“This is such an exciting initiative,” says choreographer John Jasperse ’85, director of the dance program at Sarah Lawrence, who’s had one residency with ADI and plans another in 2018 with Lumberyard. “There’s an enormous jump between a dance studio and a performance environment. You really don’t know until you’re in a theatre how your technical ideas will work.” Lumberyard will afford designers the opportunity to recreate all the major stages in New York City so artists can test and refine their ideas in a space exactly like the one in which they’ll be performed. It will also enable them to gauge audience response to works before their official premiere, not just through applause (or the lack thereof), but also through a post-performance reception for artists and audience members.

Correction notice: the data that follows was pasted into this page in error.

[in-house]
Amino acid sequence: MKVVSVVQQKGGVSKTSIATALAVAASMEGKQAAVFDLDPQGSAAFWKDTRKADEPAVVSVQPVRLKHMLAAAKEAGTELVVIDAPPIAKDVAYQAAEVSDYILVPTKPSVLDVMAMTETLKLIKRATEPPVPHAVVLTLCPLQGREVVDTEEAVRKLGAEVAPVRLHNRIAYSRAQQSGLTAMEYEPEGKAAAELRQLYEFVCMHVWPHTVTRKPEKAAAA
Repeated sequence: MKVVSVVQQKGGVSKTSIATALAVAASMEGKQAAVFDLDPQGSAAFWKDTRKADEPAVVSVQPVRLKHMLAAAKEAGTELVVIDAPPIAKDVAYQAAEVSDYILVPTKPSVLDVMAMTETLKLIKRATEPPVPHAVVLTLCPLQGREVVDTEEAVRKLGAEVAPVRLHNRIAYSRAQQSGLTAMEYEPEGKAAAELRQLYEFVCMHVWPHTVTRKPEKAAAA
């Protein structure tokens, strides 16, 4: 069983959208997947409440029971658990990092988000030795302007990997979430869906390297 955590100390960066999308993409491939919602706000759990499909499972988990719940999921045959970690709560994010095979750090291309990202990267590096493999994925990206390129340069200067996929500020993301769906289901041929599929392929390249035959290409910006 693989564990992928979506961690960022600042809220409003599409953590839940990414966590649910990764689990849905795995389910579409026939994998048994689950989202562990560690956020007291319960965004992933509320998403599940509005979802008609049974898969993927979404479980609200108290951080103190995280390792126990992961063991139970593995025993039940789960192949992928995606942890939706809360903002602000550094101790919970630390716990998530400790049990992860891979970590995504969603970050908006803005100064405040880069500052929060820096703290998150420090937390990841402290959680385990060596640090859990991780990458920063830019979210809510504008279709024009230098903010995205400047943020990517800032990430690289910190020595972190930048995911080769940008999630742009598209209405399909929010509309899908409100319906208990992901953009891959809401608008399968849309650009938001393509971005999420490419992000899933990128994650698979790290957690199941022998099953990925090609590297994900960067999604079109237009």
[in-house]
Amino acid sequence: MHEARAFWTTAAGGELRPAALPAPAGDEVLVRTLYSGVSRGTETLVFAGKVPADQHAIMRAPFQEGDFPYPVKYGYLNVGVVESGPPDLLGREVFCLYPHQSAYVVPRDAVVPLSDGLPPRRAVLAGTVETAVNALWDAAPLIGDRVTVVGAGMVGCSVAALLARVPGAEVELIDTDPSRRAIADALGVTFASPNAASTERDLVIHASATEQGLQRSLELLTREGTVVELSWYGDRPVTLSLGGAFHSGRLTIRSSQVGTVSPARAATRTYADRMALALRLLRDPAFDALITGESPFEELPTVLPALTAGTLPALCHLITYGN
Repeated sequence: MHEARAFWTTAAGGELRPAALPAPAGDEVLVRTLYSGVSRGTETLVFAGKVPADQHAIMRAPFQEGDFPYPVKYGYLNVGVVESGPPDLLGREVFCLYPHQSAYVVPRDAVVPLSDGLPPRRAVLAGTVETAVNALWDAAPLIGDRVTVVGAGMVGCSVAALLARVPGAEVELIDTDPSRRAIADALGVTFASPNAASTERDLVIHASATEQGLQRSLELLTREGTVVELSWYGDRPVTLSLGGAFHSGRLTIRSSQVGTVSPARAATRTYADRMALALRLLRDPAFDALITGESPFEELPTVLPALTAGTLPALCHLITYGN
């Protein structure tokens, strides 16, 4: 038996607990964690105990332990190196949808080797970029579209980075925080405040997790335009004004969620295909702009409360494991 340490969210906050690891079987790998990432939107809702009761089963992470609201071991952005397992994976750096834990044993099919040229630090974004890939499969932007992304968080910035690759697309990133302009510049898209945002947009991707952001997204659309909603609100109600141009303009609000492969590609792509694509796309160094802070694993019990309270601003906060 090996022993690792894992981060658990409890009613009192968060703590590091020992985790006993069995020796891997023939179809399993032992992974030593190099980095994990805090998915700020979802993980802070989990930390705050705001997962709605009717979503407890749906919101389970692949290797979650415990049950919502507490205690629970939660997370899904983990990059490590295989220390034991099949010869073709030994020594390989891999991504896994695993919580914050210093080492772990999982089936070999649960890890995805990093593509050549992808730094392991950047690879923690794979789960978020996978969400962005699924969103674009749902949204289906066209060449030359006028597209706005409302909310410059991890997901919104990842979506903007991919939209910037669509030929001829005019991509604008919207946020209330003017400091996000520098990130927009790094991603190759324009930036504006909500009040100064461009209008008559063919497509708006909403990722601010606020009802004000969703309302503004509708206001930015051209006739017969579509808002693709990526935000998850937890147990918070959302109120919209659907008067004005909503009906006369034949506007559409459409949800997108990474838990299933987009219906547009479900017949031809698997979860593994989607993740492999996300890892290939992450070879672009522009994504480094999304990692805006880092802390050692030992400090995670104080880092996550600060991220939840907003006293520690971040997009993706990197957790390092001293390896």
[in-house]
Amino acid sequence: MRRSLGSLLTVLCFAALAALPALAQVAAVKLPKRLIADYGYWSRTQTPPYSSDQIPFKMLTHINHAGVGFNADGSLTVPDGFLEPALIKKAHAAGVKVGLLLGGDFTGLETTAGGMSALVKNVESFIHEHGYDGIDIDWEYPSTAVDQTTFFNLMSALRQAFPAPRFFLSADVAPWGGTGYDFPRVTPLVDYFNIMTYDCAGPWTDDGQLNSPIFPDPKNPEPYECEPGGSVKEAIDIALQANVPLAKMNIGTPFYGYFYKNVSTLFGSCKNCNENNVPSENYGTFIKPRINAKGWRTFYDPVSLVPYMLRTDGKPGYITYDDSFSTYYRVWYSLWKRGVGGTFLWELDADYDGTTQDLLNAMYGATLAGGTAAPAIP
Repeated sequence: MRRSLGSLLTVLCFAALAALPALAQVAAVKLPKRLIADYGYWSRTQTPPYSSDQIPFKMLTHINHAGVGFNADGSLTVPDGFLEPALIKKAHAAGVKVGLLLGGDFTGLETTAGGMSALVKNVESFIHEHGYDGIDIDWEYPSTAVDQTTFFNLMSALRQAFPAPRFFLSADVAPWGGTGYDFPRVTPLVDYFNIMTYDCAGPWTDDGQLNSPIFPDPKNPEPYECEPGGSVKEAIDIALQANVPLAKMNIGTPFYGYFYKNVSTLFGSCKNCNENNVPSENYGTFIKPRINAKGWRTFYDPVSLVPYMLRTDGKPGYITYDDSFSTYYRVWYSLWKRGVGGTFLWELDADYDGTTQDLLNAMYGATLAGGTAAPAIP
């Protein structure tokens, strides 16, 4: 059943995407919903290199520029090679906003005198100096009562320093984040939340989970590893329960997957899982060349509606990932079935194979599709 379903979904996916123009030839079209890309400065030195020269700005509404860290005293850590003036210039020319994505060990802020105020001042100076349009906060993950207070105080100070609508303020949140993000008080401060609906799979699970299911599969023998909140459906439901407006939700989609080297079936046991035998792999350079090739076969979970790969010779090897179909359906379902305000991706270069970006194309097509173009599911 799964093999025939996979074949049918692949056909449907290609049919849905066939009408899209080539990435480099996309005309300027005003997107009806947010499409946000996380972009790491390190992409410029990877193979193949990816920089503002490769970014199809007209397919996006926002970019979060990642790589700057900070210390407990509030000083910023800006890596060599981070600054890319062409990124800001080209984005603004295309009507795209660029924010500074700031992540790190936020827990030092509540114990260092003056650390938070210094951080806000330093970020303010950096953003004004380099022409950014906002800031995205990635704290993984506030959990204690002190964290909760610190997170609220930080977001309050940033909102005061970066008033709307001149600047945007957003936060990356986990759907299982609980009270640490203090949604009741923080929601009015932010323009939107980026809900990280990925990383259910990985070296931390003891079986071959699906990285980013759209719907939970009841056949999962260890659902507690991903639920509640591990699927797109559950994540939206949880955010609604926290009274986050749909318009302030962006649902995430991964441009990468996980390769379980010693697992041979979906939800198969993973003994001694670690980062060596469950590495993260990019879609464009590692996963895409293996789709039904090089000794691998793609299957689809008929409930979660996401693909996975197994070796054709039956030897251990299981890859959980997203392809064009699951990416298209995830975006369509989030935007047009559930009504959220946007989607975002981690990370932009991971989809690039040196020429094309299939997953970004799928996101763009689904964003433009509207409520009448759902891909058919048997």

<em>Walking with ‘Trane</em>, performed by Urban Bush Women; photo by Rick McCollough

Developing Lumberyard’s audience, in fact, is a priority for Willis, which is why she hired an audience educator to speak with guests before each performance. Many are unfamiliar with contemporary performing arts, so Willis says it’s important to let them know that “it’s okay not to understand it.” Hiring Jason Wells as director of production was also a strategic decision. No matter how wild an artist’s request—he’s made it rain onstage and figured out a way to make black paint run down the walls during a performance—Wells is inclined to try to make it happen. Willis refers to this as his “philosophy of yes.” Given what she’s accomplished at the American Dance Institute and what she hopes to accomplish at Lumberyard, it’s an apt description of her own approach as well.